Turning the Lens on Students: Avid Sponsors Film Festivals for the Next Generation of Filmmakers

Film festivals are an important forum to showcase the work of aspiring filmmakers. They can also launch careers. As the provider of industry-standard professional video and sound editing tools, Avid figures prominently in the creation process, giving filmmakers of all kinds the creative wings to bring their visions to life.

With the 2018 film festival season already well underway, we take a look back at some of the student film festivals Avid supported over the past year to help inspire the next generation of cinematic talent. Winners were awarded free Avid Media Composer and Avid Pro Tools subscriptions.


Columbia University Film Festival

Held in New York City and Los Angeles last spring, the Columbia University Film Festival celebrated 30 years this year. Presented by Columbia University School of the Arts Film Program, the festival has grown to include several days of screenings, panels and events in both cities.

Jon Branden was the fortunate recipient of the Richard Haber Award for Comedy for his film You and Me and Her and Them, which tells the story of a young man trying to find love and romance on Halloween in New York City. Using Media Composer to give voice to the story was one of his earliest and easiest decisions. “I’ve used Avid for a long time,” he says. “It’s the easiest way to work – straightforward and logical. Its bins and organization make it very easy. And when we couldn’t get something to work over the weekend with a critical deadline looming, customer service was right there. That dependability is crucial.”


The Redstones

The Redstones, named in honor of sponsor Sumner Redstone, recognized feature film projects written and directed by graduate and undergraduate students from the Boston University Department of Film and Television. Over the years, Redstone winners and finalists have gone on to become some of America’s most successful directors, screenwriters and producers.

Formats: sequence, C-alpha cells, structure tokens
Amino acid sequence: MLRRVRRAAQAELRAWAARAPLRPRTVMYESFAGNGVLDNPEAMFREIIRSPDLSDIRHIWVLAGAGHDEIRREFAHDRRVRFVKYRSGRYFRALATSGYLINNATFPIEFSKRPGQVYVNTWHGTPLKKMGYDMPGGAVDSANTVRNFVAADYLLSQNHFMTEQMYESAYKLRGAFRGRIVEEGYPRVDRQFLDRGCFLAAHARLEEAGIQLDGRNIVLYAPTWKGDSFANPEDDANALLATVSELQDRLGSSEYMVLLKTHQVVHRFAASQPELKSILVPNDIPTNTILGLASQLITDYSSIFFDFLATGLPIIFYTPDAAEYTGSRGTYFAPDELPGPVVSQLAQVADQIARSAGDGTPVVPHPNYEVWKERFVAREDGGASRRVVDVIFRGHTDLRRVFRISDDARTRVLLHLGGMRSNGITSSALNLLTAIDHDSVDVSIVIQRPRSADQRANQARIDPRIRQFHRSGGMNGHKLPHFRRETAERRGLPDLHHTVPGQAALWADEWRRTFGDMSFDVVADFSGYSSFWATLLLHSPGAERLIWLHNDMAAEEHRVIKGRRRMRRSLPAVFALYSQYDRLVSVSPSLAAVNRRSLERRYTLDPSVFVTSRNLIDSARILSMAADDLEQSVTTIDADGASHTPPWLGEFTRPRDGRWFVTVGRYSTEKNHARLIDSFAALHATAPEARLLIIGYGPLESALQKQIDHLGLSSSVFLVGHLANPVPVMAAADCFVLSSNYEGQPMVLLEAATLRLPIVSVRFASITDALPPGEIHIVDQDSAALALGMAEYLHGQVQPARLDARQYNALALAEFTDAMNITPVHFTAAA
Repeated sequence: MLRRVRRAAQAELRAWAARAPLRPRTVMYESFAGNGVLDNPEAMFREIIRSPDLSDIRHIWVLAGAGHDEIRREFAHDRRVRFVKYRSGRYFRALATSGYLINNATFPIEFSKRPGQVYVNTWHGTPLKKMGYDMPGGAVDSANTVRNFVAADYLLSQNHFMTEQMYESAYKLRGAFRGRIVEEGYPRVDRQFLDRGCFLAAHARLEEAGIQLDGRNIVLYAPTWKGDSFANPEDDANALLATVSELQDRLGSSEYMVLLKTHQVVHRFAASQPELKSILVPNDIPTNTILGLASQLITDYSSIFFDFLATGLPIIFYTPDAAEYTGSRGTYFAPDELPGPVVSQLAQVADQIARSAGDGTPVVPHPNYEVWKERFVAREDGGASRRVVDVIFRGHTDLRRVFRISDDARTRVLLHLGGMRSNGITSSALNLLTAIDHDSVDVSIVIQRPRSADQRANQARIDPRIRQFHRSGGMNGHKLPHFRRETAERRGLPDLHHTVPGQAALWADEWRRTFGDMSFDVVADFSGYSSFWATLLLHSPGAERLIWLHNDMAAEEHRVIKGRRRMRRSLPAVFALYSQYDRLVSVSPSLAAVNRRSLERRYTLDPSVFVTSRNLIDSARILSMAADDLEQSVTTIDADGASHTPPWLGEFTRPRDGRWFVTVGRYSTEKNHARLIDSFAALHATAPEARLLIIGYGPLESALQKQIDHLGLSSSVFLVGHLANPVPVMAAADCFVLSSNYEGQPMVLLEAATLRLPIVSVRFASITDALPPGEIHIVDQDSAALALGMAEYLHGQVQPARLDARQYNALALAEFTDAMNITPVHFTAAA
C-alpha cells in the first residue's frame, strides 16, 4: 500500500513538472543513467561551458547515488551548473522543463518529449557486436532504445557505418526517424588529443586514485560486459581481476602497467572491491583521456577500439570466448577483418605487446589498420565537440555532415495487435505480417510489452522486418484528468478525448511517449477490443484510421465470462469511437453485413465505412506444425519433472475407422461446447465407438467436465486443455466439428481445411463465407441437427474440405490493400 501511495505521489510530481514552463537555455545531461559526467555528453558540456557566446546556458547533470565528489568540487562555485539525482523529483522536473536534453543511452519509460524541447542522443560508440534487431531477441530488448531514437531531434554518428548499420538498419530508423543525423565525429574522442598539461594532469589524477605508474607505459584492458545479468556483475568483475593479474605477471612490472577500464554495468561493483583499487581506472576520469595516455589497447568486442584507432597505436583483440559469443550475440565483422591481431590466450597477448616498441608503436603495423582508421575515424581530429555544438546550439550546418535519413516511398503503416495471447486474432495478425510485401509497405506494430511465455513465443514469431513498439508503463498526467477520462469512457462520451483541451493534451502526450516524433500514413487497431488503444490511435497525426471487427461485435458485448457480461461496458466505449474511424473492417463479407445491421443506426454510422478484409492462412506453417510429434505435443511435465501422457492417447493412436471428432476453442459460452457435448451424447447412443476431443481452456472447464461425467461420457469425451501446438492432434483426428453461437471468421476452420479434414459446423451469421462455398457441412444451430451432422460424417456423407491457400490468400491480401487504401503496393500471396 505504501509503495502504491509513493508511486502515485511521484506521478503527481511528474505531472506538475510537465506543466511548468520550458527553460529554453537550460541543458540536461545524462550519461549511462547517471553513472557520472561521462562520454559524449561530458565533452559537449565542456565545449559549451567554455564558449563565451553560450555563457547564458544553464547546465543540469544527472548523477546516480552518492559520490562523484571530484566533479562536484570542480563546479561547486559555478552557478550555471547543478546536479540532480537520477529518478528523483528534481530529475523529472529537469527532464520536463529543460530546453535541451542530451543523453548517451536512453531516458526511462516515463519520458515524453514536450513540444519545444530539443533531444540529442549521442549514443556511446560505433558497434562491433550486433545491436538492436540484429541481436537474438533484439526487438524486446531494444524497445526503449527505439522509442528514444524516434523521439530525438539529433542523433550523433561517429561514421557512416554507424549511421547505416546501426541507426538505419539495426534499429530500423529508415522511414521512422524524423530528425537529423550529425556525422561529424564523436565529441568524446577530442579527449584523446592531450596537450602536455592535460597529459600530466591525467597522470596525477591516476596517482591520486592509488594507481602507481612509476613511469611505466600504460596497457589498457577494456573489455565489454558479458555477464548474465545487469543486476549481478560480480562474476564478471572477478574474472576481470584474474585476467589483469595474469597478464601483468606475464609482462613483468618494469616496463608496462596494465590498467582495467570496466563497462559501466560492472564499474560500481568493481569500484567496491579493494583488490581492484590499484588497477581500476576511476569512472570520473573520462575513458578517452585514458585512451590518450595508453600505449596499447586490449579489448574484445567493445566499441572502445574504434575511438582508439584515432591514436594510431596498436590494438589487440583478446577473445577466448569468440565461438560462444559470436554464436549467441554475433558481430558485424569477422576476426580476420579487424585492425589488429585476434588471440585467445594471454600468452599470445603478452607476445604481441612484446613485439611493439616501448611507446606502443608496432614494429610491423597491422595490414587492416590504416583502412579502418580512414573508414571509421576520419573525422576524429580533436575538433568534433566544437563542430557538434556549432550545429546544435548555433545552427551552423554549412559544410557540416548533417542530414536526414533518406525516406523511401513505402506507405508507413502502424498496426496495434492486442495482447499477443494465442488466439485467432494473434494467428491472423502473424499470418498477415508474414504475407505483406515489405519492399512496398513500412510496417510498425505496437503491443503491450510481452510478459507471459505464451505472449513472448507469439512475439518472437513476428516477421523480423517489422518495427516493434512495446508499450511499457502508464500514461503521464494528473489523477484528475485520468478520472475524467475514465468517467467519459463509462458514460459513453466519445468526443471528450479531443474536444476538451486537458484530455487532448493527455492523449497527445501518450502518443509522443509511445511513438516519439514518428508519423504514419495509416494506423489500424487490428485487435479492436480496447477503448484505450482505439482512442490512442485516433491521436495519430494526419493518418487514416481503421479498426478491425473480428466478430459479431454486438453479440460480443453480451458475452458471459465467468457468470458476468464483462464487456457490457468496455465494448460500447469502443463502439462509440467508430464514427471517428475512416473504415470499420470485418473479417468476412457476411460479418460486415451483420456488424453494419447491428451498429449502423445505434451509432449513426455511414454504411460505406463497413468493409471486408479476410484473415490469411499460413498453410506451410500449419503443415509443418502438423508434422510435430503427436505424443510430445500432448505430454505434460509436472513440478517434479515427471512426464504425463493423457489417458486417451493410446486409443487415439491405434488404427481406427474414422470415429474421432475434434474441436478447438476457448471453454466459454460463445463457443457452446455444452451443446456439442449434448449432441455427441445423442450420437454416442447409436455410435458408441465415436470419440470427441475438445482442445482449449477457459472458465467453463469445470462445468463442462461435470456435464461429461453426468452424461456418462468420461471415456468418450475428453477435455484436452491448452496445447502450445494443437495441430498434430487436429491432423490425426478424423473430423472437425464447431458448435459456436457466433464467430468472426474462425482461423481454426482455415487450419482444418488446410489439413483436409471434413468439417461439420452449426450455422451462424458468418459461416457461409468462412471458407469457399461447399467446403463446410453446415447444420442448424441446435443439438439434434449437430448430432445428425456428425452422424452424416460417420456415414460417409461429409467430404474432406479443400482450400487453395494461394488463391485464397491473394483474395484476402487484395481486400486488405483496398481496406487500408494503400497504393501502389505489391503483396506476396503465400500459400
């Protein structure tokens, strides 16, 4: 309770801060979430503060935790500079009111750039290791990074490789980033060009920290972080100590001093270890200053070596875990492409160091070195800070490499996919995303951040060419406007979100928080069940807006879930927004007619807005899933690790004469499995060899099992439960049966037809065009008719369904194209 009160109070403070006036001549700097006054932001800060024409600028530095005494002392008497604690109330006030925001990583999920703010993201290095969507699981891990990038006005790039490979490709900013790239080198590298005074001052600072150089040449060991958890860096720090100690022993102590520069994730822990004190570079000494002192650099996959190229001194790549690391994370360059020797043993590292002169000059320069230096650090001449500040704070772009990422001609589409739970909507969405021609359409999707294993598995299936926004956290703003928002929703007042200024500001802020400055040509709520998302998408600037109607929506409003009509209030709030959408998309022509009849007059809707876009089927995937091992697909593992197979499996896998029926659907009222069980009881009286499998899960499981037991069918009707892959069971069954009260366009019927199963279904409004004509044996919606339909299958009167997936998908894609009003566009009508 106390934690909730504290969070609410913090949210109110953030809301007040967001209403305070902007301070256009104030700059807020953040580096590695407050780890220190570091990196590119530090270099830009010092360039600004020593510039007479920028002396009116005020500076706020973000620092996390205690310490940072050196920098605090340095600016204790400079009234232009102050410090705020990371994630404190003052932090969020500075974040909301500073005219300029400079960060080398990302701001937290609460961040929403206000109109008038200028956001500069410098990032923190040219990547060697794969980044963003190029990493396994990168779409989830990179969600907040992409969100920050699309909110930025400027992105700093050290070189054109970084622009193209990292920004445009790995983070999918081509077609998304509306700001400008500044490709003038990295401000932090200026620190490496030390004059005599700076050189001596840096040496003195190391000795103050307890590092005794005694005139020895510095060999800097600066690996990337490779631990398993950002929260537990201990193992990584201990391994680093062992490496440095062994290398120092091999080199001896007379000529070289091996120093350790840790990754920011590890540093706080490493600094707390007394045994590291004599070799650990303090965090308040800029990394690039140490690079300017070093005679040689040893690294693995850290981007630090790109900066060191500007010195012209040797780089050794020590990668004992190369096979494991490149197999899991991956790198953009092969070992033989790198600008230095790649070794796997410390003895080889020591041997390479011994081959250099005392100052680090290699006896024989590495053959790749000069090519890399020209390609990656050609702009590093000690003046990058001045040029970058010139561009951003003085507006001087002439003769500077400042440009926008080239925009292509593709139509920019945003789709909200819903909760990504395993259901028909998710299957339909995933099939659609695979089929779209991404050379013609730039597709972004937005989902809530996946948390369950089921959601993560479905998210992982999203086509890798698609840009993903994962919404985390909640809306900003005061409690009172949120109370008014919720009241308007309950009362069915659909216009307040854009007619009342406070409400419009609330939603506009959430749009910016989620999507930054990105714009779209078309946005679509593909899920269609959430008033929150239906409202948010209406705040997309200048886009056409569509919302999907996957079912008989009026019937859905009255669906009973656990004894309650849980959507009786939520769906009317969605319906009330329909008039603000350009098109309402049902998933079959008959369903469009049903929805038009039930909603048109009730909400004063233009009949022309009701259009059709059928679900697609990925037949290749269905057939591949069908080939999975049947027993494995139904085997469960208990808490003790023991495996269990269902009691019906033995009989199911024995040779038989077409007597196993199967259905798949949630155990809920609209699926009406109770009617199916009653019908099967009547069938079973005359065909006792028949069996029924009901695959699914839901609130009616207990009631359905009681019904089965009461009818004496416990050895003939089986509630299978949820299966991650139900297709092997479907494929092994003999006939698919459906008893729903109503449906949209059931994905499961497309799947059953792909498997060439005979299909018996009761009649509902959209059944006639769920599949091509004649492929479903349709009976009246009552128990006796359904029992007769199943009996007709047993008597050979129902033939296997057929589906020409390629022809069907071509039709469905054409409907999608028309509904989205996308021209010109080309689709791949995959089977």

Instincts - Derin Kiyak

Writer-director Derin Kiyak could be one to join those illustrious ranks. For his Instincts short film, which landed in the festival’s top three, Media Composer gave him the advanced editing and remote working capabilities needed for the project, especially since the film’s editor was 3,000 miles away in Los Angeles. “The ability to collaborate and see cuts and changes in real time was a huge benefit – it’s the only editing software that allows that kind of workflow.” For sound, Kiyak and his team turned to Pro Tools. “I love the way Avid works with sound,” he added. “It’s extremely user friendly and allowed us to experiment with industrial sounds that were critical to the narrative.”

Instincts - Derin Kiyak

First Look Film Festival

The School of Cinematic Arts at USC (University of Southern California) has long been known for nurturing film talent. Its First Look Film Festival showcases top student-produced films and screens them for the Hollywood film community, including agents, producers, managers, studio executives, film festival programmers, as well as alumni and faculty. It’s not surprising that this year 47 films were entered across a range of categories.

When Pigs Fly - Jan Bezouska

For sound designer Jan Bezouska, his ethereal short When Pigs Fly required extremely nuanced sound to be closely integrated with the film’s imaginary characters and animated characters. “I needed real, natural not computer-generated sounds reflecting the ears of children,” explained Bezouska. “I wanted it to feel pleasant, not aggressive. Pro Tools allowed me to create those warm, soft sounds.”